On one hand, that is understandable and to be expected. It's a big step going out on your own with no back up in the bunk behind you. It's all on you. You should be looking at the team portion of training as actually being on your own and run the truck as yours during the times you are driving. At this time, you should be doing ALL of the work: dropping, hooking, checking in with shippers and customers, backing, fueling, paperwork, etc, not because your mentor is lazy but because you need to learn to do it.

    If you aren't satisfied with the training you are getting, call your training coordinator and discuss it with them. They have no idea what is going on out on the road and really don't know what kind of trainer your mentor is unless you tell them. If he isn't teaching you the proper way of doing things and forcing you to violate HOS rules, tell them. If you want a different mentor, let them know. It might take a couple days to get a different mentor, depending on whether one is available where you are, but it could make a world of difference as well.

    A couple more things...your training is as much your responsibility as it is the mentors. Meaning there are certain tasks that are your responsibility to complete and it's not his job to babysit you. Namely doing the paper logs. It may seem redundant to do the paper logs along with the e-logs, but Swift requires that you do it so you know how in case your Qualcomm should malfunction and you have to use paper logs. One of the hardest problems I had with my students was getting them to understand that they had to do the paper logs as they did the work thruout the day just as they did the e-logs. They would always try to catch up the paper logs at the end of the day. But if you ever have to actually use the paper logs, you can't try to do it all at the end of the day. You won't have the Qualcomm to tell you what you did and when you did it. It is your responsibility to do it as you do it.

    It is also your responsibility to learn everything you can, and you learn by asking questions. If you are unsure about something, ask. If the answer you get is not sufficient, ask again. Discuss the problem with your mentor. Sometimes we forget what it's like to be a newbie. The job becomes so second nature to us that we forget that you don't know everything you need to know. Talk to your mentor and let him know about your concerns. And be honest. He can't help if he doesn't know the truth.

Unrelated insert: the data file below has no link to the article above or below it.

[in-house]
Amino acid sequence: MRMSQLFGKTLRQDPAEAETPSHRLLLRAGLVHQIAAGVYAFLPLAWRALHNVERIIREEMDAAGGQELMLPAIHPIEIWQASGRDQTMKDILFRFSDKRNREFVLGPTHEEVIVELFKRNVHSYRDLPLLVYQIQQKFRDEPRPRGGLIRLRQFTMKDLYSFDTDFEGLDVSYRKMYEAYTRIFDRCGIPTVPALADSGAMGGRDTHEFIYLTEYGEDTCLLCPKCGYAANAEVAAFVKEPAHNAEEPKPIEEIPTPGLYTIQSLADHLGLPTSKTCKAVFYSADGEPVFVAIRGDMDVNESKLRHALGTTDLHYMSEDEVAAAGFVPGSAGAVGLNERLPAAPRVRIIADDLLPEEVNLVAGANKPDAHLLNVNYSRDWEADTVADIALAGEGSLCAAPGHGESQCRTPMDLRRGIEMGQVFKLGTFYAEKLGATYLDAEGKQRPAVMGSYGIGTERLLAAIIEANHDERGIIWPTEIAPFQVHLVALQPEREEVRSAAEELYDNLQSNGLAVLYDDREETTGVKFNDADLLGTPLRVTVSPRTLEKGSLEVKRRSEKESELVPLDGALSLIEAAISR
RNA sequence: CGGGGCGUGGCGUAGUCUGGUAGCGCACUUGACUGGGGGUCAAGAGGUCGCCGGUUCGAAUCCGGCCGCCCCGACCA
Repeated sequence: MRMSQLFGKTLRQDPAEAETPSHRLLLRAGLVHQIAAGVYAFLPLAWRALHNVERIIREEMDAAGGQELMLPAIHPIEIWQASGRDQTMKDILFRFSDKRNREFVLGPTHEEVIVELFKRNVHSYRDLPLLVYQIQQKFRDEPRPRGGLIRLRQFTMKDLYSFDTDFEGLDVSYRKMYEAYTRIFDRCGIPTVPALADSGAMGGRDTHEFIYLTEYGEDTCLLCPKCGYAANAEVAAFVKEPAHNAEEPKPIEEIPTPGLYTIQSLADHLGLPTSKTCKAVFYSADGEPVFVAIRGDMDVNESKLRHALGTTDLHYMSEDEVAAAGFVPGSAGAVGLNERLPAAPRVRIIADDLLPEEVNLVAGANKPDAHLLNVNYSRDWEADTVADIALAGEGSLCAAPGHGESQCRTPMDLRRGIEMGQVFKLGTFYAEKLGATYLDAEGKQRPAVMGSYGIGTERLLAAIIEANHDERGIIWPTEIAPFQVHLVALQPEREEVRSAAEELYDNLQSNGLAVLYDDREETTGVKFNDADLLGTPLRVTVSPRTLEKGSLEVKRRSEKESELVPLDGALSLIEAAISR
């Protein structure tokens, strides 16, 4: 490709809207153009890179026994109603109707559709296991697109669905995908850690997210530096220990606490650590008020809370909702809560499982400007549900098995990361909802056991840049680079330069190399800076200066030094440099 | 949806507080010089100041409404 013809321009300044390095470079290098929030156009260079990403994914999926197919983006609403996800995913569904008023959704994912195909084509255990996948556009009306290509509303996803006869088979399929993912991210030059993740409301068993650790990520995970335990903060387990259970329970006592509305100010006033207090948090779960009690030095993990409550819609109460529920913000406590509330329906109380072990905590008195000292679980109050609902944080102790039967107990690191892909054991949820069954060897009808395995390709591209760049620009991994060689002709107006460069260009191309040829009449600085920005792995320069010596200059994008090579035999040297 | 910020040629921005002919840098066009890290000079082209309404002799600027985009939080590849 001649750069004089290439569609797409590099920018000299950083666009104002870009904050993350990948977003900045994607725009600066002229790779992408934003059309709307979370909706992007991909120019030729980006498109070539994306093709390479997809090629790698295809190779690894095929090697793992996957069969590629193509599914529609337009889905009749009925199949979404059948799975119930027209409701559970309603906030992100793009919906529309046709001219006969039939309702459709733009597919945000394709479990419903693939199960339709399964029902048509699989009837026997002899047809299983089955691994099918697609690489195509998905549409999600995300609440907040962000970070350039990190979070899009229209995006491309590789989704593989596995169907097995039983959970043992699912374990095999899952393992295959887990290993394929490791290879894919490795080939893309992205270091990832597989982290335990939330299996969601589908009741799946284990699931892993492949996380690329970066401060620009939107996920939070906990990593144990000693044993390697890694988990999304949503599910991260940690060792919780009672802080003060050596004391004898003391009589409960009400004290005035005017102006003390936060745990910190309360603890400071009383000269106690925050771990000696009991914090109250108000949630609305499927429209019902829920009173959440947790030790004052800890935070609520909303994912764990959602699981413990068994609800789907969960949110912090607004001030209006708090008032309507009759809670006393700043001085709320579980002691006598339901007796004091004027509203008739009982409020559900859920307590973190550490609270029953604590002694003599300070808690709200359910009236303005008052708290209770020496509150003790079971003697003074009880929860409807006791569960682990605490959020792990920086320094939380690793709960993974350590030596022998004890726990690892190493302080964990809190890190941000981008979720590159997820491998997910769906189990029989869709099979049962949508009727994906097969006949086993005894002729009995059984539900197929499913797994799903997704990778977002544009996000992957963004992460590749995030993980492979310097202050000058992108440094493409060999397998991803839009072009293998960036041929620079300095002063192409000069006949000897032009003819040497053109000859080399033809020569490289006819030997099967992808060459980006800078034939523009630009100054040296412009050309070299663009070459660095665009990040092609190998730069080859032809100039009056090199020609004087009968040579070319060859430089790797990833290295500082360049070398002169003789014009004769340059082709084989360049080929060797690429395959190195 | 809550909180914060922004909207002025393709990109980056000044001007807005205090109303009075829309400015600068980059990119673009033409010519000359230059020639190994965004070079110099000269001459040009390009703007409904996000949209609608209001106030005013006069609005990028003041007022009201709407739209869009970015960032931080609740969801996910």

Swift may not be a perfect company, but to be honest, there is no perfect company. Every company out there has their issues. Swift is a good company. Basically, it is what you make it, just as anywhere else. Some people stick around for a month, some three months, or six or a year and then jump ship for something they think is gonna be better only to be disappointed. Some of us are happy where we are, learn the system, stick it out and make some good money.
     
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  7. iloveatrucker

    iloveatrucker Light Load Member

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    Sincere question, but isn't it illegal to have 2 different log books, and since the qualcomm is recording one, the paper logs would be considered a second. Or is it okay as long as they match perfectly?

    (My fiance went through swift training too. His trainer never had him record the paper logs either.)
     
  8. w.h.o

    w.h.o Road Train Member

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    Welcome to trucking, you'll see that a lot going solo.

    That's seem common for megas


    Do a year with swift and move up. Jb hunt isn't that better, but what is your main goal? Home daily? Regional? Owner operator? Flatbed?
     
  9. 8thnote

    8thnote Road Train Member

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    When I was a trainer at Stevens, they told us to tell the students to write "for training purposes only" with a black sharpie on the front of the paper log.
     
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  10. dodgeram440rt

    dodgeram440rt Heavy Load Member

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    Swift says to write "For Training Only" on the signature line of each log page. It's not an official document until it is signed with your name.